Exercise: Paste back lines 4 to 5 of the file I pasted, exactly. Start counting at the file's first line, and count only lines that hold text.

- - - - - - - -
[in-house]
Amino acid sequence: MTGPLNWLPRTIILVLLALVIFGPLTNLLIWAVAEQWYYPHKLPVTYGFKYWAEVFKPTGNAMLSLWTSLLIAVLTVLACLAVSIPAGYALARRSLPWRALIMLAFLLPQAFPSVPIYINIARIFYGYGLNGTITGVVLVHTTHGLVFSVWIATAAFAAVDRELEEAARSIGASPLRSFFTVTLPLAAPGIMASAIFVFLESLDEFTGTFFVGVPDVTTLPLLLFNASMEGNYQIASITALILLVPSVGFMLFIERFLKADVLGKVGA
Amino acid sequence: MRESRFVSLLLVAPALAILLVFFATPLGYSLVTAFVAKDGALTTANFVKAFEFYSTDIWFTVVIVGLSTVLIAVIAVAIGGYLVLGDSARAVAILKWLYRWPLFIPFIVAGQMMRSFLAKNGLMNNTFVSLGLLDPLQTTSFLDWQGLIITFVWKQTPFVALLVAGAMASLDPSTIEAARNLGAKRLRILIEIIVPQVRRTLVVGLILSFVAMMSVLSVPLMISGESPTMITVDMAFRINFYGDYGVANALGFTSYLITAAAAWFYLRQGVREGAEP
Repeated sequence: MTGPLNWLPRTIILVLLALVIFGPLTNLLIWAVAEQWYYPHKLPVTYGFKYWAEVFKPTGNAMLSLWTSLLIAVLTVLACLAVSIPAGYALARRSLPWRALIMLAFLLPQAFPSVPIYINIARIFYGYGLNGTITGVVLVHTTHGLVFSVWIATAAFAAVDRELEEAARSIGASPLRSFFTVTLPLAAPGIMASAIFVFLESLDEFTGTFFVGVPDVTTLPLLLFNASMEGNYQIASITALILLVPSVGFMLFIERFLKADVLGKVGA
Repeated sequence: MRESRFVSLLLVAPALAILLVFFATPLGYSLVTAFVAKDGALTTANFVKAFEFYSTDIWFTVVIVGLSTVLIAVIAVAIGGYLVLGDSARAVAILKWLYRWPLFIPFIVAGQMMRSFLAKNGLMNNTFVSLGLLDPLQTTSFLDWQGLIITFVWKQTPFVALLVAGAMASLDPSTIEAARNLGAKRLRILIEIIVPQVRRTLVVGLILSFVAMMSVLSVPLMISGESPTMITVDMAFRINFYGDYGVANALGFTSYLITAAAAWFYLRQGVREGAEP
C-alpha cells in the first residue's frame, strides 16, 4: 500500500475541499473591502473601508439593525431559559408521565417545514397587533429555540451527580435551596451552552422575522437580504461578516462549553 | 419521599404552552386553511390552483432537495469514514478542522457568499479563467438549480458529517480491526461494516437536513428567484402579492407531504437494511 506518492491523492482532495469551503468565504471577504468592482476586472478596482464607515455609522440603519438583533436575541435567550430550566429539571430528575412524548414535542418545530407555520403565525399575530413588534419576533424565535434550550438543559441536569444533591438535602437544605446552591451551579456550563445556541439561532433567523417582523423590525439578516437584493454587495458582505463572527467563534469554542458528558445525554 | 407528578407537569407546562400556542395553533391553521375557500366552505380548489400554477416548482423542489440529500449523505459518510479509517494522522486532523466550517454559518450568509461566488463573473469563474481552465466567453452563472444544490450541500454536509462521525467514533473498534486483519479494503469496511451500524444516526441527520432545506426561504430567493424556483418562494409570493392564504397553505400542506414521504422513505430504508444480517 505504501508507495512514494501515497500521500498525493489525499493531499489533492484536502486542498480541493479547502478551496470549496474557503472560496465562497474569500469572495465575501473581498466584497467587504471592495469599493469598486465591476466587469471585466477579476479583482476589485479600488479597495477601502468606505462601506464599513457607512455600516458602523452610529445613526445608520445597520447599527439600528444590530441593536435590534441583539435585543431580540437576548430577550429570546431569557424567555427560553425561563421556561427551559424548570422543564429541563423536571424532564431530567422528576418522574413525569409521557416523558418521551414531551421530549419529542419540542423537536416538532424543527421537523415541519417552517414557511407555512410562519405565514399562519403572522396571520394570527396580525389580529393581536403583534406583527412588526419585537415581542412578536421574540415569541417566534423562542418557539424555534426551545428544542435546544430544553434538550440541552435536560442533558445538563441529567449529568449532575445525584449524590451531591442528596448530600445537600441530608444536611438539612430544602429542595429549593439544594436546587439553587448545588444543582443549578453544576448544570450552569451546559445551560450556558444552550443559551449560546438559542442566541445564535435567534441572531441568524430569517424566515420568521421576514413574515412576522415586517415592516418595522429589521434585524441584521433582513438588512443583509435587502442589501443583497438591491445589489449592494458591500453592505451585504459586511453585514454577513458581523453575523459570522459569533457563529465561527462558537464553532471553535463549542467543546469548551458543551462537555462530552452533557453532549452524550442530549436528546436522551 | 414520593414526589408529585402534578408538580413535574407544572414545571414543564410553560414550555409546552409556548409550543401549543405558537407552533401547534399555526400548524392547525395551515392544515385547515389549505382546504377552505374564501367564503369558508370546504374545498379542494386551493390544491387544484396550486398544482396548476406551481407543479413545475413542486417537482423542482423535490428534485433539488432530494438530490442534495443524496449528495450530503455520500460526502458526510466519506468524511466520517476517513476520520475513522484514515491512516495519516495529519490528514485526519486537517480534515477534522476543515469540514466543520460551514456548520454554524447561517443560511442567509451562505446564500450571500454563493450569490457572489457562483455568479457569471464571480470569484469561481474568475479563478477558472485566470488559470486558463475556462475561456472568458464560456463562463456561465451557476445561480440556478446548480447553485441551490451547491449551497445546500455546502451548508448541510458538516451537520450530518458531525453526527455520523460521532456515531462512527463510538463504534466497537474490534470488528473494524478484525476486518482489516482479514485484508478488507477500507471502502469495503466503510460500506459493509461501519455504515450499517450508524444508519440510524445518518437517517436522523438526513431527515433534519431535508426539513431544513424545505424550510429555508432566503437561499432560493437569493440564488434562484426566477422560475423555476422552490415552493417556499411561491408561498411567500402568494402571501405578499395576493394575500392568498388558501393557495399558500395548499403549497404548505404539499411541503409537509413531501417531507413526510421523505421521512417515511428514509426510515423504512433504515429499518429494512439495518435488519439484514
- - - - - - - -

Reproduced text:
Repeated sequence: MTGPLNWLPRTIILVLLALVIFGPLTNLLIWAVAEQWYYPHKLPVTYGFKYWAEVFKPTGNAMLSLWTSLLIAVLTVLACLAVSIPAGYALARRSLPWRALIMLAFLLPQAFPSVPIYINIARIFYGYGLNGTITGVVLVHTTHGLVFSVWIATAAFAAVDRELEEAARSIGASPLRSFFTVTLPLAAPGIMASAIFVFLESLDEFTGTFFVGVPDVTTLPLLLFNASMEGNYQIASITALILLVPSVGFMLFIERFLKADVLGKVGA
Repeated sequence: MRESRFVSLLLVAPALAILLVFFATPLGYSLVTAFVAKDGALTTANFVKAFEFYSTDIWFTVVIVGLSTVLIAVIAVAIGGYLVLGDSARAVAILKWLYRWPLFIPFIVAGQMMRSFLAKNGLMNNTFVSLGLLDPLQTTSFLDWQGLIITFVWKQTPFVALLVAGAMASLDPSTIEAARNLGAKRLRILIEIIVPQVRRTLVVGLILSFVAMMSVLSVPLMISGESPTMITVDMAFRINFYGDYGVANALGFTSYLITAAAAWFYLRQGVREGAEP